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Kodak Film Sales

Dave B , Oct 04, 2010; 06:45 p.m.

I've been watching the photographic film industry for a couple of years. It's an incredible example of what the economists call "disruptive technology" with regards to what's happening to film because of digital.

The graphs show what has been happening with Kodak's film sales for the last few years. The first graph is the Film, Photofinishing and Entertainment Group which Kodak created in 2007 for reporting reasons. A couple of years before that, they started to break out films sales - hence why there isn't expenses related to the 2004 & 2005 years - those numbers weren't available. Those numbers include the movie film business.

Kodak is the film market leader for most of the World so their performance is a pretty good bellwether for the entire industry. What's happening to them is pretty much happening to everyone.

Assuming that their direct and indirect cost structure stays the same, FPEG will go into the red sometime between 2015 and 2017. Of course, Kodak could offshore everything, sell off the film stuff and licenses the "Kodak" name, or just shut the thing down. I can't read their minds and I don't know how much more expenses they can cut, but it doesn't look good.

I've also been looking at FUJIFILM and they aren't doing much better and all through out their reports they mention "divestitures". They're vague about what those divestitures are, but I'm assuming it's film assets.

Responses


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Starvy Goodfellows , Oct 04, 2010; 07:12 p.m.

I actually wonder if film users would pay more if film had cost more. Would Kodak end up being a Poloroid?

Larry Dressler , Oct 04, 2010; 07:13 p.m.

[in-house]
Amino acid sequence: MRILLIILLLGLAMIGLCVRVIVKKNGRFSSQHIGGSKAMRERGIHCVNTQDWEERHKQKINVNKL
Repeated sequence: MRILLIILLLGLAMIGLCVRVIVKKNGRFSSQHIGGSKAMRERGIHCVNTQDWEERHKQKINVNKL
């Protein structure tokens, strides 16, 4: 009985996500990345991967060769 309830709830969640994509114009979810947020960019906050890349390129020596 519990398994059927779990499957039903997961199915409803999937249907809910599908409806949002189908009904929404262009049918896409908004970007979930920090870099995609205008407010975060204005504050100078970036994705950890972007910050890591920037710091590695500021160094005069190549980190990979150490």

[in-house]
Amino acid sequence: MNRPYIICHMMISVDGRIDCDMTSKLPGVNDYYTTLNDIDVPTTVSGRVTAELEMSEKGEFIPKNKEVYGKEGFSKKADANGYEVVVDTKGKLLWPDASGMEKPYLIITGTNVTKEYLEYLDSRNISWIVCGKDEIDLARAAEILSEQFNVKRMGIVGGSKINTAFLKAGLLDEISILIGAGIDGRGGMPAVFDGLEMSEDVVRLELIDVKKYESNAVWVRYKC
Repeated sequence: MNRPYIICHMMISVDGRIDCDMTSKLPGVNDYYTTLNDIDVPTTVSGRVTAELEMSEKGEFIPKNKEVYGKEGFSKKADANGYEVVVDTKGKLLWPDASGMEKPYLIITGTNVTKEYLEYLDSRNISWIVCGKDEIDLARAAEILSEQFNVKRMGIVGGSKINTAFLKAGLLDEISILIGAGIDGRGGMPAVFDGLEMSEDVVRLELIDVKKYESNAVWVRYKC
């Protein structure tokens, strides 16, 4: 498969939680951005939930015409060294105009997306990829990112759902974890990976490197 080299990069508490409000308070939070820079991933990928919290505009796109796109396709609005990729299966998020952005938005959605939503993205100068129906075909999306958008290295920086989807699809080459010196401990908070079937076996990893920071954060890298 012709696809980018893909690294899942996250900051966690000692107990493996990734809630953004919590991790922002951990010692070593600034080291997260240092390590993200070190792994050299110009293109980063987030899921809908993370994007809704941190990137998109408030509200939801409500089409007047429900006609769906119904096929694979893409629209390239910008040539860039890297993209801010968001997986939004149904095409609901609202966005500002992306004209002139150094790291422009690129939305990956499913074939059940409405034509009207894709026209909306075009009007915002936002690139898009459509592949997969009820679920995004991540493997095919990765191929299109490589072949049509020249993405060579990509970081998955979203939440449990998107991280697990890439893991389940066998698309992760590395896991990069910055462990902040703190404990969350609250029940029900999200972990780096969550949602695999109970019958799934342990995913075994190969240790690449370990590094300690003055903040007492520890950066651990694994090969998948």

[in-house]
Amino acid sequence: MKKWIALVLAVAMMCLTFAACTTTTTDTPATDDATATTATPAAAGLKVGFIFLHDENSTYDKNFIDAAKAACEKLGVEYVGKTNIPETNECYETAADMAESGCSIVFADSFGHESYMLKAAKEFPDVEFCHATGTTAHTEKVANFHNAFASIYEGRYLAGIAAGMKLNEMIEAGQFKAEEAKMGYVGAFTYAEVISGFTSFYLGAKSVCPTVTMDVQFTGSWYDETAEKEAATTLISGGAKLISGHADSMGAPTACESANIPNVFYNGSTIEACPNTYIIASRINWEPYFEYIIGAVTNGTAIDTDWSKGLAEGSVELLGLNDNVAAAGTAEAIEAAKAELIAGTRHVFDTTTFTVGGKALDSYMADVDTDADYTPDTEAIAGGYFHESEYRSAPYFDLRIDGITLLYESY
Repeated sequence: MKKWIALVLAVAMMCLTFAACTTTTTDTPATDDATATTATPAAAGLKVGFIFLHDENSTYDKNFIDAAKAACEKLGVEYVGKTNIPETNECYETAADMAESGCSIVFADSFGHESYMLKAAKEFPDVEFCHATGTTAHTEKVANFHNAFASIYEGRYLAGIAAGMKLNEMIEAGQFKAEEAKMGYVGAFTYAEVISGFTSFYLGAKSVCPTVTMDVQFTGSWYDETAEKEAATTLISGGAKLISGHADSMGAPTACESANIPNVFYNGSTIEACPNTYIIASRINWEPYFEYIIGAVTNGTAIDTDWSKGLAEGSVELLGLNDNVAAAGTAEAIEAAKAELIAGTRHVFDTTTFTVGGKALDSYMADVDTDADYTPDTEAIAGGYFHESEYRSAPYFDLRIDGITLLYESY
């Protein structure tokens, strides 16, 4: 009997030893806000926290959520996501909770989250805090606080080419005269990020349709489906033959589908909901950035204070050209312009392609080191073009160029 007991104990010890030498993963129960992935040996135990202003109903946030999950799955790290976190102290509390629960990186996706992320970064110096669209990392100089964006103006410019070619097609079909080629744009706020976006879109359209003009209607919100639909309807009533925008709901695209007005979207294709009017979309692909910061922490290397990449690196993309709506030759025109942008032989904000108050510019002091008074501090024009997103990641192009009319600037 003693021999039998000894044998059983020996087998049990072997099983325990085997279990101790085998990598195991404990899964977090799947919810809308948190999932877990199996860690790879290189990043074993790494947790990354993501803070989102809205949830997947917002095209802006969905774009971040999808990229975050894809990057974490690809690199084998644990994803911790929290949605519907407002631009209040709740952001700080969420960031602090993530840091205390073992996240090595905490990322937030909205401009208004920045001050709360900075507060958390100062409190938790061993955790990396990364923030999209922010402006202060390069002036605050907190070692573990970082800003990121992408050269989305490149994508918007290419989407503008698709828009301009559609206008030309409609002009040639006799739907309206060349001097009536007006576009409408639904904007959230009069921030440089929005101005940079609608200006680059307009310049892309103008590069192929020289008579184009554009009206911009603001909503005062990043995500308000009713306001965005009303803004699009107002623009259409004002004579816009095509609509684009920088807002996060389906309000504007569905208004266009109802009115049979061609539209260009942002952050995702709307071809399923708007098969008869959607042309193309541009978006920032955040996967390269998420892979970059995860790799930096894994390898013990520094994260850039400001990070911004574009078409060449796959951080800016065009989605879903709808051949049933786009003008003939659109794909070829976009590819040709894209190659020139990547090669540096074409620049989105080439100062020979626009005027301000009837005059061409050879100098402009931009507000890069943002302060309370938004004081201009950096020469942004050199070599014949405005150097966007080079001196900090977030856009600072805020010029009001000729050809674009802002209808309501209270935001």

Oh Prophet of doom I see the gloom and in my heart I have no digital room. :)

Kelly Flanigan , Oct 04, 2010; 07:16 p.m.

Kodak Film Sales (in green)
(1) It looks like the glide path of the space shuttle landing in Florida.
(2) It looks like the my dropping savings each year:)
(3) It looks like the drop in dialup usage.
(link)

Larry Dressler , Oct 04, 2010; 07:17 p.m.

Or also the GNP of America.

Kelly Flanigan , Oct 04, 2010; 07:58 p.m.

What is Ailing Kodak (1997):
(link)
PG:
(link)

Larry Dressler , Oct 04, 2010; 08:06 p.m.

Old news... real old.

Dan Ferrel , Oct 04, 2010; 08:18 p.m.

There's also a marked drop in new house sales. So I guess we all like living in apartments don't we. We love it right?

Michael Axel , Oct 04, 2010; 08:25 p.m.

But a blip on the chart, for the newest data, is still about $100m.

Kelly Flanigan , Oct 04, 2010; 08:35 p.m.

If on Jan 2, 1970 you spent 35.68 bucks on Philip Morris stock; you would have 100 shares; today worth 2383 bucks; if one spent every dividend check.

If on Jan 2, 1970 you spent 35.68 bucks on Eastman Kodak stock; you would have 1.0376 shares; today worth 4.11 bucks; if one spent every dividend check.

With the EK stock; one could sell it today and buy a Big Mac; or a roll of film; game is over.

With the MO stock; one could keep it and buy a Big Mac; or a roll of film every 10 days with the dividends; ie 152 bucks per year; ie 6.40 percent of the stocks value

With the EK stock; one could keep it and live off the dividend; which is zero.

Adjusted for splits MO Jan 2 1970 was 0.3568; today is 23.68; dividend 1.52 per share

Adjusted for splits EK Jan 2 1970 was 34.6837; today is 3.96; dividend zero

To have the same 4.11 bucks today in MO stock (as the EK stocks worth today) ;
you would have have to spent 6 cents on MO stock it back in Jan 2 1970; maybe a postage stamp


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